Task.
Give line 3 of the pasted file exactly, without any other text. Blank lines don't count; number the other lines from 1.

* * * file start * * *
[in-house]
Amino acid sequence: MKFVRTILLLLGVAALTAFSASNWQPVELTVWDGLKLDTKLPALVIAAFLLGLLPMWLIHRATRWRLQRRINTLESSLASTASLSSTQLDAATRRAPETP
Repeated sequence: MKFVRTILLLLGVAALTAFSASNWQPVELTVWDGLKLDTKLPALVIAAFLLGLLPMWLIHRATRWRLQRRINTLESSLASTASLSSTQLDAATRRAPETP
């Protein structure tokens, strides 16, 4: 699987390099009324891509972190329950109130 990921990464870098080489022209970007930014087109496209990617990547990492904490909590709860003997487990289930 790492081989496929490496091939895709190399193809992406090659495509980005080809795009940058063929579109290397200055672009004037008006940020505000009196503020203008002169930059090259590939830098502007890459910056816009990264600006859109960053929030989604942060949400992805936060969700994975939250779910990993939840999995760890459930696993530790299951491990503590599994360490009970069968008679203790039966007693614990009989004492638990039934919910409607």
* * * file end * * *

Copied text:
Repeated sequence: MKFVRTILLLLGVAALTAFSASNWQPVELTVWDGLKLDTKLPALVIAAFLLGLLPMWLIHRATRWRLQRRINTLESSLASTASLSSTQLDAATRRAPETP